BY LISA MARIE BASILE
Welcome to another installment of Lisa Marie Basile’s column Wild Words, an everyday, accessible, friendly series of how-tos around publishing, writing, and creating. It’s a response to the many inbox queries we get around writing (a lot of our readers come here for the literature, and also want to write!). There is no way these entries can be totally comprehensive, but it’s aimed to provide a general overview of any given topic. Feel free to leave questions (and additional advice!) in the comments below or tweet us at @lunalunamag.
I have been a full-time freelancer twice in my life: Once, by sheer goddamn necessity (no one would hire me; I was out of graduate school loaded with debt and was somehow either “over-qualified” or “under-qualified” at the same time) and right now, by choice. I’m freelancing these days because my chronic illness was getting out of hand, and my last job had me falling into a deep existential abyss. I swear I’m not being dramatic. Okay — maybe a little.
But in all honestly, freelancing has helped me make time for my health and wellness, keep doctor’s appointments, and explore my own projects with greater focus (since I don’t commute). On the other hand, balancing the finances — and not getting insurance through work or a steady paycheck — are the trickier elements. All said and done, I’m privileged to have the opportunity to do this, and I realize everyone’s situation is different and complex.
Over the years, I’ve had the pleasure of writing for The New York Times, Healthline, Chakrubs, Good Housekeeping, The Establishment, HelloGiggles, Bust, Bustle, Sabat, The Vitamin Shoppe, So Yummy, Greatist, Byrdie, The Fix, Refinery29, Cosmo, and so many more. I’ve also edited essays and content for Hearst Digital Media and The Vitamin Shoppe and I’ve worked as the content director at a content marketing agency, among other roles.
So, my friends — here’s what I’ve learned from diving head-first into the full-time freelance lifestyle. There’s no way this covers everything, but it’s a start. Feel free to tweet me or Luna Luna or leave a comment below if you have additional tips and tricks you want to share with our readers!
Prep before making the leap into freelance.
Before jumping head-first into full-time freelance (or freelancing while also working) prepping ahead is super important. Anticipating a challenge means you’ll be less likely to freak out, give up, and then wonder why you’re not good enough to pull off the freelance life. Hint: you are totally good enough — capitalism is hard!
Some pre-freelance prep steps are way harder than others (like, managing your finances), so just be aware of that coming into this way of life.
Save some of your money, if possible. If you want to quit your job and start freelancing, it’s probably wise to save what you can while you’re still working so you have a cushion. Not everyone has family to lean on, a nest egg or a supportive spouse. This isn’t possible for everyone (and it wasn’t for me), and that’s where things get tricky if you don’t have a few gigs or leads lined up when you make the leap. One of the things that happens when you become a freelancer is that your pay will be all over the place. Some clients pay 90 days after you invoice while others pay right away. A steady paycheck is (sadly) not the norm, but you can ask each of your clients if they would be willing to modify their pay system so that your paycheck comes more regularly (or before rent is due, for example). More often than not they will not do this, so it’s wise to diversify your assignments so you always have a steady stream of money coming in. This by far has been the hardest element for me to deal with.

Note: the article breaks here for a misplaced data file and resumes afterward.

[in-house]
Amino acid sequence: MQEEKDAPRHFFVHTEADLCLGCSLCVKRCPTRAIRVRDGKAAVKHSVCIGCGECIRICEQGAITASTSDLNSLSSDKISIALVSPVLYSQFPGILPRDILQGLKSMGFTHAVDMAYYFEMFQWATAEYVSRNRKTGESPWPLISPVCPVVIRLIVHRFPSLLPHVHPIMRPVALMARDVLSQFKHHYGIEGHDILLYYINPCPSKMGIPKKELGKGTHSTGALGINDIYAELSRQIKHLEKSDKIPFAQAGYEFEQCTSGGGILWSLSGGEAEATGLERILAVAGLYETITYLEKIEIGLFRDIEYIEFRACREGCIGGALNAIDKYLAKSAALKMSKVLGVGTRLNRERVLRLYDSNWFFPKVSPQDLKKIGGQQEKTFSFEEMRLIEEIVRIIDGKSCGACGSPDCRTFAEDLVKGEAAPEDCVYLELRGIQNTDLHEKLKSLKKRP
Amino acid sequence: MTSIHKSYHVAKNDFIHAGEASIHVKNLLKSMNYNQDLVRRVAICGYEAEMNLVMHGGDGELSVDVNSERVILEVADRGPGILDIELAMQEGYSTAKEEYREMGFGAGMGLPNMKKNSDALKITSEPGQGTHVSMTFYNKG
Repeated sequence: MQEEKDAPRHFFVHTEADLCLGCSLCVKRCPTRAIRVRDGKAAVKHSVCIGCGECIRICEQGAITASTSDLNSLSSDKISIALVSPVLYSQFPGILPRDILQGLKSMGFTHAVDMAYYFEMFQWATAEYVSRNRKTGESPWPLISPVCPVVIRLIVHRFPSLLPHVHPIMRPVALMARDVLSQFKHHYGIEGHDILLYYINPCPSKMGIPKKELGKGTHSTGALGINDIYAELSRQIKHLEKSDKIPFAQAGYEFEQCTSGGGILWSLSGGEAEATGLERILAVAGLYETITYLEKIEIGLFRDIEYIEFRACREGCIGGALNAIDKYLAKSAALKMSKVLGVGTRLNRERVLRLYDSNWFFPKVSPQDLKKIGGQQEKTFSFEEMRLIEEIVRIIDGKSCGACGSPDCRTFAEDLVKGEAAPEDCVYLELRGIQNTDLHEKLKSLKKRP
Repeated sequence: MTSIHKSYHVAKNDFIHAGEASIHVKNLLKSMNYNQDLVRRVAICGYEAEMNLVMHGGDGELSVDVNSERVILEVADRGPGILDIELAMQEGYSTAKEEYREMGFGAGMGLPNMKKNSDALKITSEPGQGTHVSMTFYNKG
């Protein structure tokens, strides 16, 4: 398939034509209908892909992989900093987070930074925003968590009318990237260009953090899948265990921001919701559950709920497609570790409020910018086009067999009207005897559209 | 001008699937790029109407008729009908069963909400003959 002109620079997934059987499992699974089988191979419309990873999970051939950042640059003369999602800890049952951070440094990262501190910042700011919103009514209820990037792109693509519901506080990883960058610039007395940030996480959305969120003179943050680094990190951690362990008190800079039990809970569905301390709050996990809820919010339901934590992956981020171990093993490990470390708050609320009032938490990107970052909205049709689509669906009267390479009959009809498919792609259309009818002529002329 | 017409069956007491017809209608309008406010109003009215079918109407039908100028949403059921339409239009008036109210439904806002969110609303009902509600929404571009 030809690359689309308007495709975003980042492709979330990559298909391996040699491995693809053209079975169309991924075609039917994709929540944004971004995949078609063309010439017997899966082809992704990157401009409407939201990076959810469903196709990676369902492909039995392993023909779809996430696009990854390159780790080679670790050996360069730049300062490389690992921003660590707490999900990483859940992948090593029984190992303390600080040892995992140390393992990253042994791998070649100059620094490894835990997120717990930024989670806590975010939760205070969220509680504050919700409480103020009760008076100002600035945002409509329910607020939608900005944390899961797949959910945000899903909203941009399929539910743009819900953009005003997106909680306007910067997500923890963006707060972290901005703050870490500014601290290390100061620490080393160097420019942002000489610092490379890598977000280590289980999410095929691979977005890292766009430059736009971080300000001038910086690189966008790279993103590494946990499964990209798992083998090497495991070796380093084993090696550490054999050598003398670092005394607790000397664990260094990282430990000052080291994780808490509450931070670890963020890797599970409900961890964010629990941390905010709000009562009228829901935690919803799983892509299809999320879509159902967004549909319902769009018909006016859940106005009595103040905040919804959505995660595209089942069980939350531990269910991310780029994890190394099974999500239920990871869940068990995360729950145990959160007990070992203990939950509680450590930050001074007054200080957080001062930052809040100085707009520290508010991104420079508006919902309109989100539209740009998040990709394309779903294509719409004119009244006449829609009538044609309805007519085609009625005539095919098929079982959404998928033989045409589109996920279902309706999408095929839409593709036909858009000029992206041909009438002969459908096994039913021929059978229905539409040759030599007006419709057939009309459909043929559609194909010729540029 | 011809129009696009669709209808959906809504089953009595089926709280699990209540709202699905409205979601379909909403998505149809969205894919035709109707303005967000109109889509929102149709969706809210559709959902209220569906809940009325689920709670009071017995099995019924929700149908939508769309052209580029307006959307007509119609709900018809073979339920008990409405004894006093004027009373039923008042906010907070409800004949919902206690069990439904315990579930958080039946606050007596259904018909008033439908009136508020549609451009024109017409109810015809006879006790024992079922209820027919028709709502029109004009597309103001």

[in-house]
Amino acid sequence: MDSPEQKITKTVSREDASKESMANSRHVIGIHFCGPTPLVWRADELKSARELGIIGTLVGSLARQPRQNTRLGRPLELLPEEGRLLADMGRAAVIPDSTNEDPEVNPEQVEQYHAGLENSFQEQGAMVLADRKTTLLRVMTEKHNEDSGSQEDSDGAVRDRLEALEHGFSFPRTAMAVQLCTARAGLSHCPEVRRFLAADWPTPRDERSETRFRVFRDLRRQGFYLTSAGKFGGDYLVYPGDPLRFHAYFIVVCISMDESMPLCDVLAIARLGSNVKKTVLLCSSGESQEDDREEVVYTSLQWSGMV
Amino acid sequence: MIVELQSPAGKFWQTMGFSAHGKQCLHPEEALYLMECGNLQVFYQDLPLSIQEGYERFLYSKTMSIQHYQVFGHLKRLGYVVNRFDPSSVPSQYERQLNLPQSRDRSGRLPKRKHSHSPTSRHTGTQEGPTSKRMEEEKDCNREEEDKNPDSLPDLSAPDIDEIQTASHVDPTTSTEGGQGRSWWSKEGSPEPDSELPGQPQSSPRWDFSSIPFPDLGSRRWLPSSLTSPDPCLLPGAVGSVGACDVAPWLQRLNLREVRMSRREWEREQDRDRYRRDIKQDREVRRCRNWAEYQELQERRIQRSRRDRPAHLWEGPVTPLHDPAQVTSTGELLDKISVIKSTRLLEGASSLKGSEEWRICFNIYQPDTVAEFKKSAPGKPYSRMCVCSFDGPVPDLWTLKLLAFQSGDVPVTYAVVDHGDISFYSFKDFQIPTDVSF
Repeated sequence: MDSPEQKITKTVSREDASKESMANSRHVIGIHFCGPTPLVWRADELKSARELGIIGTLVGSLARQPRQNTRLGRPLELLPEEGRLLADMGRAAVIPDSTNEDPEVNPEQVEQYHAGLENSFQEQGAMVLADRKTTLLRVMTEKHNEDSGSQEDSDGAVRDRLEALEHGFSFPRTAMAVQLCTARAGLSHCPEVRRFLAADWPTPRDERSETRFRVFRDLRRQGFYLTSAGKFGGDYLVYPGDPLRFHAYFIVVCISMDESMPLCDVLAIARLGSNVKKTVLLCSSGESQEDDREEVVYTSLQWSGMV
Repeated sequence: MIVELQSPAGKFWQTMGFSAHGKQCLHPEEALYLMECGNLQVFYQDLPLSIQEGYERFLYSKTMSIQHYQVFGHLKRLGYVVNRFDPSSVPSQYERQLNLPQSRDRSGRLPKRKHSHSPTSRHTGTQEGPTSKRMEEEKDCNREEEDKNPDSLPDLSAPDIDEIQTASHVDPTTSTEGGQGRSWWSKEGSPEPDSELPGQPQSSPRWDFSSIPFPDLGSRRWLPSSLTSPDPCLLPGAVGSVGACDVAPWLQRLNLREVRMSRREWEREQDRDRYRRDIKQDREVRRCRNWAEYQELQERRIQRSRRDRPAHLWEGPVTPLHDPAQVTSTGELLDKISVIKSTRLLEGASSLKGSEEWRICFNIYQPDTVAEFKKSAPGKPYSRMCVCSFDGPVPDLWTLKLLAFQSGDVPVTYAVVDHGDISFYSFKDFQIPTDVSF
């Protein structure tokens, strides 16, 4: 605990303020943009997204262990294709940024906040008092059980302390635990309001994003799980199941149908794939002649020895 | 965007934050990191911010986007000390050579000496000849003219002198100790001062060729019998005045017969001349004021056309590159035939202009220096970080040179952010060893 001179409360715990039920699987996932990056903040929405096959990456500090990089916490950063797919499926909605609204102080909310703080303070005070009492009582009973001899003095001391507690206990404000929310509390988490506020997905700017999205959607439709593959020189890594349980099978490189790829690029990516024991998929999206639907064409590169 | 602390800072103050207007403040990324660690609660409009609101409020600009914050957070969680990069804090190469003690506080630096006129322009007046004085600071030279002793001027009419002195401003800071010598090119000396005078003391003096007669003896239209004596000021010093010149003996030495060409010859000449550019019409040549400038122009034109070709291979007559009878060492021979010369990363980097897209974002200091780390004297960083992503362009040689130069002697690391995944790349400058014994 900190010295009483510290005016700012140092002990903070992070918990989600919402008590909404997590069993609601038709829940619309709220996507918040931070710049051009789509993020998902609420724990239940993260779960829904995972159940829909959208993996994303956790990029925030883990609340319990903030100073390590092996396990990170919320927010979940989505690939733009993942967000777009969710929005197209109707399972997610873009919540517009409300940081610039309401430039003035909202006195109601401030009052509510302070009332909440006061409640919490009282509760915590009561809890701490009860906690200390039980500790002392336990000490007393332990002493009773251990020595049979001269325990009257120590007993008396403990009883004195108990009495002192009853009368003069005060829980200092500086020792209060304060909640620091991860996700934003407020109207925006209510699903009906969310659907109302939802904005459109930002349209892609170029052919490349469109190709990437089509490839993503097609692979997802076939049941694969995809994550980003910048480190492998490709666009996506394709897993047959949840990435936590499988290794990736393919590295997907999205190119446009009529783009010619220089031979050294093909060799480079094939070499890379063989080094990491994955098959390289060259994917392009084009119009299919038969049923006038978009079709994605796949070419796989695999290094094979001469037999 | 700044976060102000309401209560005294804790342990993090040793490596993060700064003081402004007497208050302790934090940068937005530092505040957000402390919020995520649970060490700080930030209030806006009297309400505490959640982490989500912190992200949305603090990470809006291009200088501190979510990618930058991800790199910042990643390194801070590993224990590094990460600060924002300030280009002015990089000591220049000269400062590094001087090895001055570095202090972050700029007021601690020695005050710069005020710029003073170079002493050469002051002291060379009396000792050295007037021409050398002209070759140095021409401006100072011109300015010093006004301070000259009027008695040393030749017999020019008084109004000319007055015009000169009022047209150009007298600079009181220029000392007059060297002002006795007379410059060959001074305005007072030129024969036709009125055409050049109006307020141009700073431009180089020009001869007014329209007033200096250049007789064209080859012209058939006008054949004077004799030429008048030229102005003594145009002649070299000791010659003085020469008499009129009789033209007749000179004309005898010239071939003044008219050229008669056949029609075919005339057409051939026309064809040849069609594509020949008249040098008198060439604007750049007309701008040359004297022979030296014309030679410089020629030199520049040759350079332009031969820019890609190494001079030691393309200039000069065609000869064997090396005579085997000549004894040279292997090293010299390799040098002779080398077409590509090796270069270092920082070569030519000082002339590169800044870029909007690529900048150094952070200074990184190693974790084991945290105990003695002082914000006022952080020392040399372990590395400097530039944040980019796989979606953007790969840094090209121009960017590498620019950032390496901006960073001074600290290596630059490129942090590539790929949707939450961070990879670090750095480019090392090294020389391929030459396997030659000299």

Start applying for freelance gigs while you work; this is like collecting acorns for your eventual departure. You do not want to find yourself stranded in the freelance sea without a clue as to where the shore is. Make connections, put your feelers out there, and make long lists of specific editors, marketplaces (websites or magazines), or other gigs before making the leap.
Get an author website and blog. If you are starting completely out of nowhere (without ‘clips’ or sample work), you’ll want to make sure you have something to show for yourself. A good idea would be to start a website with a blog page. Make sure your site is neat, clean, well-organized and well-written. No wonky fonts or colors. Clean is better so that everyone can view it on any device. You should include a page with a short bio, a page with links to any previous work, and a page with some details about what services you offer.
Here’s mine, and here are some other examples. I love Squarespace (which Luna Luna happily uses!) for website design and blogging; they offer affordable options, well-designed themes, multiple interactive options, and a chicness that goes a long way. Weebly is also really nice for drag-and-drop (read: simple) design.